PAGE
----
Putting the Vivint sale in perspective

Michael Barnes and George De Marco on the $2 billion valuation of Vivint, whether its growth plans are realistic, and its plans for expansion into commercial security
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Wednesday, September 19, 2012

YARMOUTH, Maine—News today that the Blackstone Group, a $180 billion private equity firm, will acquire home automation and security company Vivint in an agreement worth more than $2 billion is another “huge shot of support for the industry,” Michael Barnes, founding partner of Barnes Associates, a consulting and advisory firm that specializes in the security alarm industry, told Security Systems News.

“Blackstone has the opportunity and the ability to invest virtually anywhere on the globe. The fact that they wrote such a big check for a security alarm company, at such a strong valuation, is a real sign of confidence,” Barnes said.

In an interview with SSN, Vivint CEO Todd Pedersen said doubling the size of the company in the next five years is well within reach. "If we only double our enterprise value in the next five years, I hope they fire me,” he said.

SSN asked Barnes his opinion about Vivint’s prospects for this kind of growth.

“Vivint has grown its RMR at something like a 68 percent CAGR since 2006, an unprecedented success, bringing them to over $30 million of RMR this year. [And they have shown] no signs of any slowing down,” Barnes said.

It gets harder to double in size the bigger you get, Barnes said. “But at a 15 percent CAGR, you double in size every five years," he said. "Do I think Vivint can minimally maintain this rate over the next five years? Yes.”

He pointed out that doubling the size of the company does not necessarily yield a doubling in value. “But much of the premium paid on this transaction is a reflection of Vivint’s pioneering rate of sustained growth. Doubling a $30 million RMR alarm company using internal sales will be an even more impressive feat, especially if they can maintain their other important metrics. Do this, and I think the value of the company easily follows its growth,” he said.

Vivint plans to enter the commercial security market in 2013, and the door-to-door sales approach will be a component of Vivint’s go-to-market strategy, Pedersen told SSN.
 
Barnes said he’s not surprised by these plans. “Given that many business centers are clustered like neighborhoods, it might work," he said. "Selling alarm systems is, and probably always will be, a belly-to-belly sale. Nothing beats sitting down with the prospect and walking them through the benefits of having a system.”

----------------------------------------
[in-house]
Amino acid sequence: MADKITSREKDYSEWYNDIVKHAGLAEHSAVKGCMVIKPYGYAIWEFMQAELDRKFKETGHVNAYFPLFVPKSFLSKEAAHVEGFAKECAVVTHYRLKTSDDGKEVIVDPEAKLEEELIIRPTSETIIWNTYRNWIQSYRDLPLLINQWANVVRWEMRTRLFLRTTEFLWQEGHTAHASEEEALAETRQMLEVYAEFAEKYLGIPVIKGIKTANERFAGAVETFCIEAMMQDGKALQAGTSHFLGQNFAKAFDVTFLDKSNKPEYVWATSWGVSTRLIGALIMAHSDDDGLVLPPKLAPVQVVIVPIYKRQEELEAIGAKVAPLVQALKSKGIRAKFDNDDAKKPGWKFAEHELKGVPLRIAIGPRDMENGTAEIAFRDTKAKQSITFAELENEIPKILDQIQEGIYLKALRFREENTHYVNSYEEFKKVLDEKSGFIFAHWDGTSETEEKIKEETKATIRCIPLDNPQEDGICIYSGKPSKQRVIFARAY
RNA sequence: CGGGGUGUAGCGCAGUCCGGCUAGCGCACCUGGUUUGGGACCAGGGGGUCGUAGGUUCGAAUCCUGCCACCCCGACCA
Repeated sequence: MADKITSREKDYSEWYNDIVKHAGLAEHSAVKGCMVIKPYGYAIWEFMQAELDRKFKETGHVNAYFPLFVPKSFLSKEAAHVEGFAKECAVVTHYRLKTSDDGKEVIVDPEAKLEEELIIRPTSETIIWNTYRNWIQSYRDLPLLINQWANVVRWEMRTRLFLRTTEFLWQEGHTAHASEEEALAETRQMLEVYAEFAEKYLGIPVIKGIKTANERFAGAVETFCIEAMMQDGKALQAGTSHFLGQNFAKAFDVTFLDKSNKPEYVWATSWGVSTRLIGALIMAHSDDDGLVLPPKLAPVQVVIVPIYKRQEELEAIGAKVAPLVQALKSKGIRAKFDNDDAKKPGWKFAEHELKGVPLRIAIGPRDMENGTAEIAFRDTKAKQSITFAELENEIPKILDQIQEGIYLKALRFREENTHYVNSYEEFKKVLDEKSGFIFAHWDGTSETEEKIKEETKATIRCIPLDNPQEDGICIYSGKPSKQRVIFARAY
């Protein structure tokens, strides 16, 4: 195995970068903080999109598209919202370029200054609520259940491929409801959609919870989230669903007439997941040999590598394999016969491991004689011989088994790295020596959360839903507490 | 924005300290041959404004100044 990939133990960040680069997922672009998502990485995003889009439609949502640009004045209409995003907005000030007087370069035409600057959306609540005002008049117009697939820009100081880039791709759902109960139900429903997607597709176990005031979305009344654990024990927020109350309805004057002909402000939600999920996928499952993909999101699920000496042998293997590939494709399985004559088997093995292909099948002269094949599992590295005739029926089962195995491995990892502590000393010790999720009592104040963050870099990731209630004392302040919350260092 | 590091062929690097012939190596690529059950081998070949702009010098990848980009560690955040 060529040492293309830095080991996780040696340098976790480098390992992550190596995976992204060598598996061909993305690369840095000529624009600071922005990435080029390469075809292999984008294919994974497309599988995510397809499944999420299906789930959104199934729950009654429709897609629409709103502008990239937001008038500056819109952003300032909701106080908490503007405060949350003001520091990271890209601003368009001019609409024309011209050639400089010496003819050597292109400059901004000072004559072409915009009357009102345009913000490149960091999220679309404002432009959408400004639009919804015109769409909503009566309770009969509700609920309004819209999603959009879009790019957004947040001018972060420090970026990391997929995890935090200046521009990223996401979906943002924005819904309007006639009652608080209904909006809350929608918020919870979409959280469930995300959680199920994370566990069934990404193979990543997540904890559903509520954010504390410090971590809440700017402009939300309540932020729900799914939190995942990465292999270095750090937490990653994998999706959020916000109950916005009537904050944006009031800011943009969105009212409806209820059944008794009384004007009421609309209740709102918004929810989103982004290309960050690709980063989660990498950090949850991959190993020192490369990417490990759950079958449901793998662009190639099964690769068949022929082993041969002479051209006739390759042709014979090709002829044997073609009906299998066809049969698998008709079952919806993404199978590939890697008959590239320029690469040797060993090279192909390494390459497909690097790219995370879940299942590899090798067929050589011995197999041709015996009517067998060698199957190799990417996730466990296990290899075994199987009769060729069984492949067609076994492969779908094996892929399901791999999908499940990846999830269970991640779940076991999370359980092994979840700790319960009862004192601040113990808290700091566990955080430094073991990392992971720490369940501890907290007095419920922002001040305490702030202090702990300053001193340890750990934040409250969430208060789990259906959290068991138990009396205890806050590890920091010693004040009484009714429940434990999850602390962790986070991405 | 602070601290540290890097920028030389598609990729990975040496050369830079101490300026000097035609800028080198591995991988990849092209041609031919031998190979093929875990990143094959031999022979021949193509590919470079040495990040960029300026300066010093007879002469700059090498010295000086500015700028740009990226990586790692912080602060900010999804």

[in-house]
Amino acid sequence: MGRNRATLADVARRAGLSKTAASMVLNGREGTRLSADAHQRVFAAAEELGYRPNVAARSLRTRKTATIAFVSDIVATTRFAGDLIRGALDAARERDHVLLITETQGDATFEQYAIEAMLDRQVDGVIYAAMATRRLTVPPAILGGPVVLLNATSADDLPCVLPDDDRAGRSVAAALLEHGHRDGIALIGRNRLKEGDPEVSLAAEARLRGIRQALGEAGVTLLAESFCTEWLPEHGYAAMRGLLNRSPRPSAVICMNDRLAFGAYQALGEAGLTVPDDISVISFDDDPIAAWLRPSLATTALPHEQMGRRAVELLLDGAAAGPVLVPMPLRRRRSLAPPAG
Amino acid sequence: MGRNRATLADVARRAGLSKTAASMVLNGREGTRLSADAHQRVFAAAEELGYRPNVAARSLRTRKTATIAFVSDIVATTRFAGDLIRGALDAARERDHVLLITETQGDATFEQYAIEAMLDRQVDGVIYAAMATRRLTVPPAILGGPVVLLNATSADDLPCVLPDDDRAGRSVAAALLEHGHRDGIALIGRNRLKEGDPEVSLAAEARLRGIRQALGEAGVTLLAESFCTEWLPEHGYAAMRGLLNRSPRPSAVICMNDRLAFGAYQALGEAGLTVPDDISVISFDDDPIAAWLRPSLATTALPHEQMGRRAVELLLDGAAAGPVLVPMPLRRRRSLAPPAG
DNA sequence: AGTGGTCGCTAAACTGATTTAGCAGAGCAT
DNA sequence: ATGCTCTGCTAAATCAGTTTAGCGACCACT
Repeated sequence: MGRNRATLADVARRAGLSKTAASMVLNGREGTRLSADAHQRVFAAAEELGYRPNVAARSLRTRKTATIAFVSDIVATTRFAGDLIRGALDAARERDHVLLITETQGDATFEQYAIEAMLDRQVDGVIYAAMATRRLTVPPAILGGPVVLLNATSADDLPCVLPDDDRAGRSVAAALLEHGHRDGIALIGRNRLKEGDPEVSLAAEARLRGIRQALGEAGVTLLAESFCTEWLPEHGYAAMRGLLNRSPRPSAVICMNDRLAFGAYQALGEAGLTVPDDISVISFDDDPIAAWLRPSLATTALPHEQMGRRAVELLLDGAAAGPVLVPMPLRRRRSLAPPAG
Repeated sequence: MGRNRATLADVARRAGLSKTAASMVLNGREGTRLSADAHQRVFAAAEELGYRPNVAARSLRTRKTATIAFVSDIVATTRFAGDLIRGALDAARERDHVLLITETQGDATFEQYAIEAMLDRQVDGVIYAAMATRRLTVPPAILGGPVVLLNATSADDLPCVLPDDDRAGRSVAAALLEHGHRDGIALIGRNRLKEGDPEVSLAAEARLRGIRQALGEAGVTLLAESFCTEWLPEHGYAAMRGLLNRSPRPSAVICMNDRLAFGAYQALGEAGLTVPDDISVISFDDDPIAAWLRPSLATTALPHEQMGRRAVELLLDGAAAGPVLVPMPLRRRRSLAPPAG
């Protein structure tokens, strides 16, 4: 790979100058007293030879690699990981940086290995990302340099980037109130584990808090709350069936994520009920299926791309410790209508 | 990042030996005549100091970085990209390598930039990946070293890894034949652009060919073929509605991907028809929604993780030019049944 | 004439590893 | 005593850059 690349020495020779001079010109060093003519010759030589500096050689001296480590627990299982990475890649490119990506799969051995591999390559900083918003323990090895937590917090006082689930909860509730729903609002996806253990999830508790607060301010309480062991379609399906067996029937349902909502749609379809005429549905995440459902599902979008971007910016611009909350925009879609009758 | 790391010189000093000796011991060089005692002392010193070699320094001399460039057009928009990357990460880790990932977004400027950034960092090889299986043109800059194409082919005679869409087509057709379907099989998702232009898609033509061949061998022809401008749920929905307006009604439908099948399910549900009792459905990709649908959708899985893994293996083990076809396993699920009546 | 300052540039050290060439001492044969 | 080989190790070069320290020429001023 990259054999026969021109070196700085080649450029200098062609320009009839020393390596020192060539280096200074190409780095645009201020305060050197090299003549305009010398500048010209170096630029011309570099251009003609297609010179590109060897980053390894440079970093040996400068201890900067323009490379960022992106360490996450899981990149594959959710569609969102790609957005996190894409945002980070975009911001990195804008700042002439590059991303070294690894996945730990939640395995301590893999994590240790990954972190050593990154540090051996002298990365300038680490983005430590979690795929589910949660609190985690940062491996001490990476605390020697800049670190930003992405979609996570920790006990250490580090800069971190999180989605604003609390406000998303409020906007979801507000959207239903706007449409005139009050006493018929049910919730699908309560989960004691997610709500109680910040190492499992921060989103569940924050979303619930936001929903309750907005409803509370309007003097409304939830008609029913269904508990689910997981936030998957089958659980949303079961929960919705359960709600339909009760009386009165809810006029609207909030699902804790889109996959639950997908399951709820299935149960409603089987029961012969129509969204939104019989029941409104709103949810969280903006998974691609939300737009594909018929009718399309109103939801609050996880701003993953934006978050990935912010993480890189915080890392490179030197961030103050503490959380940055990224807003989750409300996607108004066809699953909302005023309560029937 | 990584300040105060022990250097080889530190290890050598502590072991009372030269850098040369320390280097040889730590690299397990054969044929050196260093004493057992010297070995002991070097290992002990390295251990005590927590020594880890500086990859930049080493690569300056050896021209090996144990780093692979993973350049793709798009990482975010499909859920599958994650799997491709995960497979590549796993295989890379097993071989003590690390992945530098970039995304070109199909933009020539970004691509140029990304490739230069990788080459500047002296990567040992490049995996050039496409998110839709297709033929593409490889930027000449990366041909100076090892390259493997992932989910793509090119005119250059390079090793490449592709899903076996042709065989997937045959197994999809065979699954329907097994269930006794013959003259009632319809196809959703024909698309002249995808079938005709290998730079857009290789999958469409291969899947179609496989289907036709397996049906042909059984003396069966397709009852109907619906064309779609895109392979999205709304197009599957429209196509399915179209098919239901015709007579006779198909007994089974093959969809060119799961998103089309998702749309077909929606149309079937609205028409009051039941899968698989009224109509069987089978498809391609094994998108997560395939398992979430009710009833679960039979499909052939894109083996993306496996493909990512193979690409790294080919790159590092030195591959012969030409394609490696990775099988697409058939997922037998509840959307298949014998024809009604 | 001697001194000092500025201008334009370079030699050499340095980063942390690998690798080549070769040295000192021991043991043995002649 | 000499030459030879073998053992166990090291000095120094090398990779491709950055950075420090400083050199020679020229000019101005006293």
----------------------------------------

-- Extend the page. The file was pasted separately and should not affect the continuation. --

Barnes said the alarm industry has seen positive things “come together on the product side, more functionality, lower prices, betterlooking [products]. It is nice to see some significant innovation by an alarm company on the sales and marketing side.”

The penetration rate for home security systems has remained in the high teens and low twenties, he noted. “Vivint has done a great job in pointing toward a future with a much higher take rate,” he said.
 
George De Marco concurred with Barnes. De Marco is the former owner of Greater Alarm, which did residential and commercial security and systems integration. He is now chairman of ESX.

De Marco said that Vivint, formerly known as APX Alarm, “put everyone on notice that there was another way to drive organic growth other than by traditional industry thinking.”  
 
The Vivint team “had the appetite, willingness and ability to challenge the status quo, transforming traditional industry go-to-market strategies into a dynamic selling machine," he said. "Their unique vision and culture allowed the organization to introduce a disruptive selling practice, attain amazing organic growth, shatter the former RMR price ceiling, and develop next-generation product technology.”
 
De Marco said Vivint’s plans to expand internationally, into home health, commercial security and eventually into system integration, are ambitious. “Although system integration is very challenging, I would not bet against them at this point,” he said.   
 
The success of Vivint’s disruptive business model “illustrates the potential and expansive opportunities afforded companies that take a fresh approach to conventional business practices,” De Marco said.